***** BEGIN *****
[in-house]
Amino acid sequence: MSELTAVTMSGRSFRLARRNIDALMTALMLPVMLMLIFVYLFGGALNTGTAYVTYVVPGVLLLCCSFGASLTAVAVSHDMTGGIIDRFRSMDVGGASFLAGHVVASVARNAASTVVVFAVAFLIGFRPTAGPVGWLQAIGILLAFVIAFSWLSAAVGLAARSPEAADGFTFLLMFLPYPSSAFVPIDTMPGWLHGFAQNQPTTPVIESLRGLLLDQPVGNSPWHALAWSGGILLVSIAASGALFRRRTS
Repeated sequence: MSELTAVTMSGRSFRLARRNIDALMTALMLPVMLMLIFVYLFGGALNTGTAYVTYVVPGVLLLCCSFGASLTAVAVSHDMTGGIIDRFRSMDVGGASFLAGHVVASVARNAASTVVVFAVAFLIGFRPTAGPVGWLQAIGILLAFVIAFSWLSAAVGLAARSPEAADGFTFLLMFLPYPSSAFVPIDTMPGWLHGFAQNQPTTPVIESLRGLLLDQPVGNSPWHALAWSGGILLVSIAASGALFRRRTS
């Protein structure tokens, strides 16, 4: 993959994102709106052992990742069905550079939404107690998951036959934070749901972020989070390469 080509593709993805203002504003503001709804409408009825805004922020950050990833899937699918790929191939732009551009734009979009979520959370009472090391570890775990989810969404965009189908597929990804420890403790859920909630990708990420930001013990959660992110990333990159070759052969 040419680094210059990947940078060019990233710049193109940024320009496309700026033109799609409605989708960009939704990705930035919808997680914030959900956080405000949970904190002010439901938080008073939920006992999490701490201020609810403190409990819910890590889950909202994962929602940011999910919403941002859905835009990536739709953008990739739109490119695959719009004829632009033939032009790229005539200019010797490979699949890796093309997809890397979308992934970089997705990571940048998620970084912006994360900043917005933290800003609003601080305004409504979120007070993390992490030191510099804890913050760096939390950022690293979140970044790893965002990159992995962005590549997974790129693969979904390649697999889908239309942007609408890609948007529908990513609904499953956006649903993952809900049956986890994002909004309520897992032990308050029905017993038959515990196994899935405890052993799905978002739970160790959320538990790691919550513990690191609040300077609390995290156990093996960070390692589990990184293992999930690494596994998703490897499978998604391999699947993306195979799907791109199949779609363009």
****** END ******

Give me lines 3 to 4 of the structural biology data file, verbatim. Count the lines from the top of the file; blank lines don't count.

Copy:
Repeated sequence: MSELTAVTMSGRSFRLARRNIDALMTALMLPVMLMLIFVYLFGGALNTGTAYVTYVVPGVLLLCCSFGASLTAVAVSHDMTGGIIDRFRSMDVGGASFLAGHVVASVARNAASTVVVFAVAFLIGFRPTAGPVGWLQAIGILLAFVIAFSWLSAAVGLAARSPEAADGFTFLLMFLPYPSSAFVPIDTMPGWLHGFAQNQPTTPVIESLRGLLLDQPVGNSPWHALAWSGGILLVSIAASGALFRRRTS
């Protein structure tokens, strides 16, 4: 993959994102709106052992990742069905550079939404107690998951036959934070749901972020989070390469 080509593709993805203002504003503001709804409408009825805004922020950050990833899937699918790929191939732009551009734009979009979520959370009472090391570890775990989810969404965009189908597929990804420890403790859920909630990708990420930001013990959660992110990333990159070759052969 040419680094210059990947940078060019990233710049193109940024320009496309700026033109799609409605989708960009939704990705930035919808997680914030959900956080405000949970904190002010439901938080008073939920006992999490701490201020609810403190409990819910890590889950909202994962929602940011999910919403941002859905835009990536739709953008990739739109490119695959719009004829632009033939032009790229005539200019010797490979699949890796093309997809890397979308992934970089997705990571940048998620970084912006994360900043917005933290800003609003601080305004409504979120007070993390992490030191510099804890913050760096939390950022690293979140970044790893965002990159992995962005590549997974790129693969979904390649697999889908239309942007609408890609948007529908990513609904499953956006649903993952809900049956986890994002909004309520897992032990308050029905017993038959515990196994899935405890052993799905978002739970160790959320538990790691919550513990690191609040300077609390995290156990093996960070390692589990990184293992999930690494596994998703490897499978998604391999699947993306195979799907791109199949779609363009």